The characters are quirky but realistic. We are presented with their inner monologues along with animations visualizing their inner thoughts. It is never quirky for the sake of being quirky. Let’s just say if Zoe Deschanel suddenly manifested in this movie, she would have been quietly escorted out by Latino security guards. No seriously, Martín and Mariana’s quirks come from a real damaged place of hurt, heartbreak and a loss of faith in people. Something that felt really real for me was how Mariana likes to lean on a specific spot in her apartment -a wall besides the 5-step walkway up to her bedroom area. It does not look particularly comfortable or anything special, but she leans there and uses it like a place of safety. That hit me on a personal level.

Sidewalls provides a precise portrayal of isolation and loneliness and underneath asks some challenging questions. Why is all this interconnectivity setting us apart? How can someone feel alone on a subway full of people? Is love the answer? It might be the answer, but it’s goddamn hard to find amidst all this interconnectivity. Suffice to say, Martín and Mariana do get to meet potential lovers and it is interesting to see how they play out and how it affects the two protagonists. There are many whimsical moments and I smiled through most of the film. It gets a bit dark at times too. Mariana purchases a mannequin and interacts with it in all sorts of ways and I hoped that her condition wouldn’t worsen into anything darker. For that, I think actress Pilar López de Ayala has the meatier role. After this film, I think I have a new crush.

I liked what the film had to say about urban loneliness. I liked and cared for these characters and wanted to see them together. It’s a nice charming gem of a love story. I would have wanted to see more interaction between the two characters, but maybe that’s a good thing. It left me wanting more.

Colombiana by Olivier Megaton

Colombiana by Olivier Megaton

Colombiana by Olivier Megaton

Colombiana is another Luc Besson-produced action romp starring Zoe Saldana, directed by Olivier Megaton (the best director’s name ever).

The story: A young girl named Cataleya Restrepo’s (played by Zoe Saldana) parents are killed by mobsters in Colombia. She escapes to the United States and trains herself into an assassin with the help of her uncle Emilio (played by Cliff Curtis). Suffice to say, she exacts revenge on the Colombian mobsters.

There are ridiculous moments in the story that feign B-movie sensibilities but never goes extreme enough for it to register as funny to the audience. It throws the film off tonally. There’s a scene where a young Cataleya (played very nicely by young child actress Amandla Stenberg) pleads for her uncle Emilio to train her into an assassin. He agrees and registers her into an elementary school. She questions his actions, thinking he broken his promise. Uncle Emilio takes out a gun and unloads it into a car on the street until it crashes on the sidewalk. He turns to the young Cataleya and explains that to be an assassin, one must knows how the world works and the only way to learn that is in school. As he is saying this, the police are pulling into the street and interviewing bystanders about the accident. Cataleya and Uncle Emilio slowly walk away from the scene of the crime. Was I supposed to laugh at that? Or was that I supposed to be moved by Uncle Emilio’s mentorship on how to be an assassin? Shouldn’t assassins be discreet?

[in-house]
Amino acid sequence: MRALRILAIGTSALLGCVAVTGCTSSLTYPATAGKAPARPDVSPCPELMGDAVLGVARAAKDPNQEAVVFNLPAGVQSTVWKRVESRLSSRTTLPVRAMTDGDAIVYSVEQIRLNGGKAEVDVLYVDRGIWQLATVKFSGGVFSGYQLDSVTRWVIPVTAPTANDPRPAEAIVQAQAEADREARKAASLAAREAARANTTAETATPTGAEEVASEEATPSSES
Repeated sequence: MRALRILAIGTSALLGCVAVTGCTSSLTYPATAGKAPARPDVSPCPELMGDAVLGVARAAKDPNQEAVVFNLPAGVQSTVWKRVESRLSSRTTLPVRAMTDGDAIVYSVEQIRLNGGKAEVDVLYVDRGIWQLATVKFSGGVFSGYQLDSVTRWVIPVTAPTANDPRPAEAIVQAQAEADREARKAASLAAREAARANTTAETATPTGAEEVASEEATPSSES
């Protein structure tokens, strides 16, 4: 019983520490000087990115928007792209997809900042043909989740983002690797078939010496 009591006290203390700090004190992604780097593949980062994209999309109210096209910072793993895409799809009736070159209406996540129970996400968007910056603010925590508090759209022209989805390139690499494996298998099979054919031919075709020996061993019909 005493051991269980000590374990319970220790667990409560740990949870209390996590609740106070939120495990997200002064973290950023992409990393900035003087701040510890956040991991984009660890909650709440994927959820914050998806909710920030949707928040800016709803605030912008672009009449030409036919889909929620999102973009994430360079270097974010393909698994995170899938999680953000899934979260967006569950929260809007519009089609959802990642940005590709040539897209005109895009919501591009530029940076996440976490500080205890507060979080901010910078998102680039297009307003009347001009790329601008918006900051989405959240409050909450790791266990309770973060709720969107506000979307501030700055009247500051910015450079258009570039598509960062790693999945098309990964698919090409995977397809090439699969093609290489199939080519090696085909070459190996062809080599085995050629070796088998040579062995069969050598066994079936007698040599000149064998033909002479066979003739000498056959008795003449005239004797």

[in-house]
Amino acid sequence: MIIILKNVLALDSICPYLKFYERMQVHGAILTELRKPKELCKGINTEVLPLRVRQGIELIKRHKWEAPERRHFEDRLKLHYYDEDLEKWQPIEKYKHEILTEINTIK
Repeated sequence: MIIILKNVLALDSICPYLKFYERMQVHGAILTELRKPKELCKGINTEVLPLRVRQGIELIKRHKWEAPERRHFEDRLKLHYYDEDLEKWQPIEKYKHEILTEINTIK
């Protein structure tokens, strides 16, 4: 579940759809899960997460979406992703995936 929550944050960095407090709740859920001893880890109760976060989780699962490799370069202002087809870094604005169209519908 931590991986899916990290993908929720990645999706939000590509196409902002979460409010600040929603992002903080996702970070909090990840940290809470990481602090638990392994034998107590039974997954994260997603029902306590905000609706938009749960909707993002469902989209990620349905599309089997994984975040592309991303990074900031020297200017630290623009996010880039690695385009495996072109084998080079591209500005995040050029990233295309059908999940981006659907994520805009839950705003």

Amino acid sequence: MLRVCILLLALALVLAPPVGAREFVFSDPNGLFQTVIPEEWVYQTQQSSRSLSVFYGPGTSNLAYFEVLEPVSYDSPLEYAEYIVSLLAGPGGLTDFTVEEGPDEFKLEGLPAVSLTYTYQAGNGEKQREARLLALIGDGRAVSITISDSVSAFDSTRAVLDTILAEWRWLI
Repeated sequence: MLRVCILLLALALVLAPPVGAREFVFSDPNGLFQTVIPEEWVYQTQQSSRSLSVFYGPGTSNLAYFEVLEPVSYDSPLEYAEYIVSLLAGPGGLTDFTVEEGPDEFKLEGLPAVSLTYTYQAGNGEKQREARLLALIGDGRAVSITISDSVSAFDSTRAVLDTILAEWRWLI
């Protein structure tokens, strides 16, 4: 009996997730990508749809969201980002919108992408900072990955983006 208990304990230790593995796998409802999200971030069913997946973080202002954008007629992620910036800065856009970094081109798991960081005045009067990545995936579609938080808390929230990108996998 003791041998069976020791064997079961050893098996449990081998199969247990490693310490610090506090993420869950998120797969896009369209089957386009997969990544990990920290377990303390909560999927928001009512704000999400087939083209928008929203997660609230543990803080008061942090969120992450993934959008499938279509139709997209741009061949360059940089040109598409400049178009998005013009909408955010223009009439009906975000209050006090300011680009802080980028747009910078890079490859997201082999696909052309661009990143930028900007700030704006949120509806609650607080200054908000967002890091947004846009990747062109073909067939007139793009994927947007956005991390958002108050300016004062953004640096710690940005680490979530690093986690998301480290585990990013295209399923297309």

The editing is insanely frenetic, you end up getting a sum-up of the entire fight than experiencing the entire beats of an engagement. The action sequence that I really enjoyed was the one where Zoe Saldana makes a kill in a police station. She uses her slim frame to her advantage and that was a nice attempt to explain why an assassin might be that skinny. Even though that would be the only advantage when you stop to think about it.

Cataleya is a very determined but ultimately a very unlikable character. She is trying to avenge the death of her parents, but ends up doing something immoral in the third act that makes her come off more like a sociopath than a hero. The character lacked a moral code that was necessary for the audience to really engage with her. It was like if Batman threatened to kill a criminal’s parents in order to squeeze information out of him. What the movie supplants for character likability is that the film expects you to be  totally physically infatuated with Zoe Saldana. The film really hangs on that, which creates a very strong pornographic sensibility running beneath this film. There are many instances where Zoe Saldana is not wearing a brassiere and is “nipping” through her clothes and the cinematography is directed to gazing at her.

The love story between Zoe Saldana and Michael Vartan was unconvincing. She visits him in his artist studio apartment and they have sex. That’s the entire dynamic of their relationship. There’s a scene where he asks her to tell him something about herself and the film forces a deeper emotional connection that I did not buy. He tells a friend about her later in a cafe and can only describe her as “she has a great body, pretty face and I can’t stop thinking about her.” The film does not provide any humanity for Cataleya other than being very attractive and wanting revenge. The villains are not even developed either. Say what you will about Rambo 4, but the opening sequence in Burma where the soldiers bet on their prisoners walking across land mines made me hate them instantly. And that worked! This did not work, because I do not know the villains at all.

I am not the kind of guy that thinks a woman with a gun shooting people is equal to a strong woman. Having previously played  strong and much better written female characters (Uhura in Star Trek), Zoe Saldana really deserves something better. I liked the previous Luc Besson-produced action films such as Danny the Dog/Unleashed, Taken and yes, even From Paris with Love. They have done better than this in the past, so I can only say Colombiana was a bit of a miss.

On another note, I’m seriously considering legally changing my name to “Megaton”.